Small Trades of Salonica
February 13, 2010 2:43 AM   Subscribe

At the American Farm School historical records they have a large collection of postcards. In amongst them are these small sketches of local traders.
posted by tellurian (16 comments total) 9 users marked this as a favorite

 
I miss the days when milkman, fishmonger, and crossing-sweeper were all respectable professions. These days, I meet somebody and they tell me that they're a Compliance Financial Analyst... try to paint a decent postcard of that.
posted by twoleftfeet at 3:33 AM on February 13, 2010 [4 favorites]


Come on, there has to be some American School Farm people here.
posted by tellurian at 3:38 AM on February 13, 2010


I know now why I have a crush on tellurian. can I spouse you?

btw, historical Chinese traders and tinkers with beautiful hand sketches
posted by infini at 3:50 AM on February 13, 2010 [2 favorites]


Oh my! Nice link.
The castrater is also a vet for cats and dogs. He always rides a bicycle, attaching different kinds of small knives and pliers to his waist as a characteristic of his identity, travelling around the city streests and looking for business.
You win.
posted by tellurian at 4:09 AM on February 13, 2010


Lovely, eloquent hands. (Of course, as we know from John Berger, pictures of working people must show the hands.) So much character in every face. Character in face and hands.
posted by Faze at 4:31 AM on February 13, 2010


I miss the days when milkman, fishmonger, and crossing-sweeper were all respectable professions.

I'm not sure about crossing-sweeper, but fishmongers still exist and many are quite respectable.
posted by kuujjuarapik at 5:52 AM on February 13, 2010


nothing to win, no competition, we all win ;)
posted by infini at 6:16 AM on February 13, 2010


Actually if I remember correctly, crossing sweepers (at least in London) were actually drawn from the homeless and extremely indigent classes and were considered more of a nuisance (pretty much the Victorian equivalent of windshield-washing street people nowadays) to be paid a pittance and ignored, rather than a respectable professsion.
posted by Chrischris at 6:21 AM on February 13, 2010


Paging hermitosis to assign tarot trumps to each of the professions...
posted by mccarty.tim at 7:36 AM on February 13, 2010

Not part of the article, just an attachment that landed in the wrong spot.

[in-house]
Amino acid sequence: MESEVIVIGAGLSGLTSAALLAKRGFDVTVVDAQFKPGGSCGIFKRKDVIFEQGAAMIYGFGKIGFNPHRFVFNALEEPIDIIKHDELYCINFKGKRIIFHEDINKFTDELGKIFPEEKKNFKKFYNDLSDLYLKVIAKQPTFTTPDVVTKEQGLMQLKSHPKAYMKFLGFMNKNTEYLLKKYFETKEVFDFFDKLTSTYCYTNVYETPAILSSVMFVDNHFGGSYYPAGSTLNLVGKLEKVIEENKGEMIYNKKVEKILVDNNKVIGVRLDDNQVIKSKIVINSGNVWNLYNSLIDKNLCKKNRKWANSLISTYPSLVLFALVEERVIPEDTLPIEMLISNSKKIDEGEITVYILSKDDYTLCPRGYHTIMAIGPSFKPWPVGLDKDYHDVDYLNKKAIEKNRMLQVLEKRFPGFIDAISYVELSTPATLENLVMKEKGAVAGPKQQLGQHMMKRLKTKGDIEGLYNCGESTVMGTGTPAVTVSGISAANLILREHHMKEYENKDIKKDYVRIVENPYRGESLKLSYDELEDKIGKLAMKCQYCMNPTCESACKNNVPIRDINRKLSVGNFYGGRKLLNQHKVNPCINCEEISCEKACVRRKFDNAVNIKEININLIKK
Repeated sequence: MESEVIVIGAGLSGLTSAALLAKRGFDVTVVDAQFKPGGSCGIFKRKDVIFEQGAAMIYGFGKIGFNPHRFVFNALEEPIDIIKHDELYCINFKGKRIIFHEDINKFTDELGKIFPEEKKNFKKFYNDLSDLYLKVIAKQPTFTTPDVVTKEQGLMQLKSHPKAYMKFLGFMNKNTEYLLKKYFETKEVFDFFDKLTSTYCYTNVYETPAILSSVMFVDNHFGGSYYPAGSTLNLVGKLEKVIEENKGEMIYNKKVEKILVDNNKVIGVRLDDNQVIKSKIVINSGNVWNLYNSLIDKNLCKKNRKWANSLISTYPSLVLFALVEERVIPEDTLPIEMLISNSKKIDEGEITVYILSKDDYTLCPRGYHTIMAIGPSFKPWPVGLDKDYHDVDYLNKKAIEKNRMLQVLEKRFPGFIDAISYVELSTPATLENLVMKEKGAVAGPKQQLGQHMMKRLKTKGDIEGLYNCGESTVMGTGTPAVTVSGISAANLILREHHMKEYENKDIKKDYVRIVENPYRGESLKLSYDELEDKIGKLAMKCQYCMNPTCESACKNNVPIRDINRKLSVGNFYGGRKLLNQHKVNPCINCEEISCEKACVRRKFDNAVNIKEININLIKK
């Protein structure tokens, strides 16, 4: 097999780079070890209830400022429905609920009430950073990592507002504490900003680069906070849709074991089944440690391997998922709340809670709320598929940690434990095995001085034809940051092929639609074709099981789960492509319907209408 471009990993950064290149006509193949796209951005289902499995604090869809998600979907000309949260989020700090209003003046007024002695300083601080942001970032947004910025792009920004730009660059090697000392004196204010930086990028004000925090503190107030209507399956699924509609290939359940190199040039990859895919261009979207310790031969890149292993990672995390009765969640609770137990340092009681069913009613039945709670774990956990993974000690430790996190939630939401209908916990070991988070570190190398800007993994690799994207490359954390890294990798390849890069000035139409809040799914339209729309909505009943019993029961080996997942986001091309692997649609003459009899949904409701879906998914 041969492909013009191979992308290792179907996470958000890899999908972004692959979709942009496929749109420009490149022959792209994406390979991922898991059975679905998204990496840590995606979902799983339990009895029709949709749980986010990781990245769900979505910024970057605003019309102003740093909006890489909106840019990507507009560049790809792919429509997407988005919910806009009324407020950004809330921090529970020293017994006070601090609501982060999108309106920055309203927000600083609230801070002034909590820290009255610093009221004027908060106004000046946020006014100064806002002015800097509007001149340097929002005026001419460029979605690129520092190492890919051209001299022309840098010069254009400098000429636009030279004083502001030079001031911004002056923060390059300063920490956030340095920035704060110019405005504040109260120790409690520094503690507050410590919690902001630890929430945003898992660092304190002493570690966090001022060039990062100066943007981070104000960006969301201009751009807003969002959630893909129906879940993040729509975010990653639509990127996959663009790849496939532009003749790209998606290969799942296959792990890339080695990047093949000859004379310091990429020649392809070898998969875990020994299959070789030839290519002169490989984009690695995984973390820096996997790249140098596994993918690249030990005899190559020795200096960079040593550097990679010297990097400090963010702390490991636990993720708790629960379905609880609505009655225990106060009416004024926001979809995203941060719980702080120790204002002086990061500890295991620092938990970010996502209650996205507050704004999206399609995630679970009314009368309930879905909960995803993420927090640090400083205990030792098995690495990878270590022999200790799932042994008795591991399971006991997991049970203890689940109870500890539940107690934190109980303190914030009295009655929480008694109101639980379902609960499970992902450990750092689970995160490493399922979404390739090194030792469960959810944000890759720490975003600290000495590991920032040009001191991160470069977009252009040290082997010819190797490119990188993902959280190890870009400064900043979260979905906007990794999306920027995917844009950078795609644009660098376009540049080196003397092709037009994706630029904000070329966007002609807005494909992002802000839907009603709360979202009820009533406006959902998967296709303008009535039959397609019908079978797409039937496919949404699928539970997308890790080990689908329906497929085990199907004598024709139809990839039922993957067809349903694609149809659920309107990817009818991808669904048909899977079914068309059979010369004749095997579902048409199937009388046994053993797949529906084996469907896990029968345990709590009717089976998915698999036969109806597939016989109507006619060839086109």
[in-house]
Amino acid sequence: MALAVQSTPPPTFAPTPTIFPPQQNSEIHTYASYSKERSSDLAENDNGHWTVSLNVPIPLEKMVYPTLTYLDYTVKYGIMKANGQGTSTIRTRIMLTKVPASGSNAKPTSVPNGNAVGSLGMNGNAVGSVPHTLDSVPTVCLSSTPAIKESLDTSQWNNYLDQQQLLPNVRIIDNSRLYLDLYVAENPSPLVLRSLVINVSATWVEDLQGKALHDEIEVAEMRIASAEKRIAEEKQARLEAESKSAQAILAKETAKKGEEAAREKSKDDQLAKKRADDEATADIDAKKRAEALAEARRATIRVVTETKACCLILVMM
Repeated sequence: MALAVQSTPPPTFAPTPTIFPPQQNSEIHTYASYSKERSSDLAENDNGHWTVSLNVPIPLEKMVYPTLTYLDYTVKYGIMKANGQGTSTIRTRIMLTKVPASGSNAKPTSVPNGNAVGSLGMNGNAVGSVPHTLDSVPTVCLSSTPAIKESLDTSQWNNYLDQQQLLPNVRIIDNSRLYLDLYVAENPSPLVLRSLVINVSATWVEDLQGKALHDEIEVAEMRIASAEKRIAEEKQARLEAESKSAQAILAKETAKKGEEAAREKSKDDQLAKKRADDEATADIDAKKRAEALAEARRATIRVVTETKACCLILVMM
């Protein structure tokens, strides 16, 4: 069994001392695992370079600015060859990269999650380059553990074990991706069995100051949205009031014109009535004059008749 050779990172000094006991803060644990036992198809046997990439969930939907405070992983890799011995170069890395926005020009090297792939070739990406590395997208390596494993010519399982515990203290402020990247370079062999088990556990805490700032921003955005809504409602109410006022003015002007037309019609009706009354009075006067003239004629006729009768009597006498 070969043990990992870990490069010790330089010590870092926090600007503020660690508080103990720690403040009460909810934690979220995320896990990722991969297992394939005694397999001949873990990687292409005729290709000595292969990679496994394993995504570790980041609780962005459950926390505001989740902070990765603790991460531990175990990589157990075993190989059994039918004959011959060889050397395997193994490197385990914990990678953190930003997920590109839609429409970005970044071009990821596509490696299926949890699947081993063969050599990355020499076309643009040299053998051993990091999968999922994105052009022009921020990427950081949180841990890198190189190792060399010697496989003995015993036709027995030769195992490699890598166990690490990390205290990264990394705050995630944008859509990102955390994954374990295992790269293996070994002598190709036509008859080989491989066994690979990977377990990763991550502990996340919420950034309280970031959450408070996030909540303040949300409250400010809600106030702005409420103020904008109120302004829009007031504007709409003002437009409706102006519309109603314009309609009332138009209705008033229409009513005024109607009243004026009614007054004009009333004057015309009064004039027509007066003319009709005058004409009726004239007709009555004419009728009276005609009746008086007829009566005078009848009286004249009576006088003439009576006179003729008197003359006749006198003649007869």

Back when I was a wee tot, we had a milkman. And we respected his profession.

Now we're in the northeast corridor, where the grocery store is just a couple blocks away even in the suburbs. Milkmen make no sense.

The times, they are a changin'.
posted by mccarty.tim at 7:41 AM on February 13, 2010


I was going to snark about the lemonade vendor probably making as little money as kids on the corner do these days, but then I clicked the full-size image.

The dude's a pro. If we had guys walking around with soda fountains/beer taps on their backs these days, dehydration would be a thing of the past. Come to think of it, it'd be great viral marketing in cities, and be cool for stadiums.
posted by mccarty.tim at 7:47 AM on February 13, 2010


I'm secretly in love with their sample image.

"Okay, time to test the scanner...what do we have?"
"I have a tension square!"
"YES!"
posted by Katemonkey at 11:09 AM on February 13, 2010 [1 favorite]


These are terrific, thanks!
posted by LobsterMitten at 6:03 PM on February 13, 2010


mccarty.tim, vendors who carry liquids like that are still around in Mediterranean countries (example photo of tea vendor in Turkey), though maybe only in tourist areas?
posted by LobsterMitten at 6:08 PM on February 13, 2010


Server is dead now, but living in Salonica, I got to add this tidbit: The AFS sells excellent same-day fresh milk and eggs throughout the city (the proceeds help sustain the school). I always found it ironic that I couldn't get anything like that in actual America.
posted by costas at 11:39 AM on February 16, 2010


Server is dead now
I have them cached here if you want to see them.
posted by tellurian at 2:03 PM on February 16, 2010 [1 favorite]


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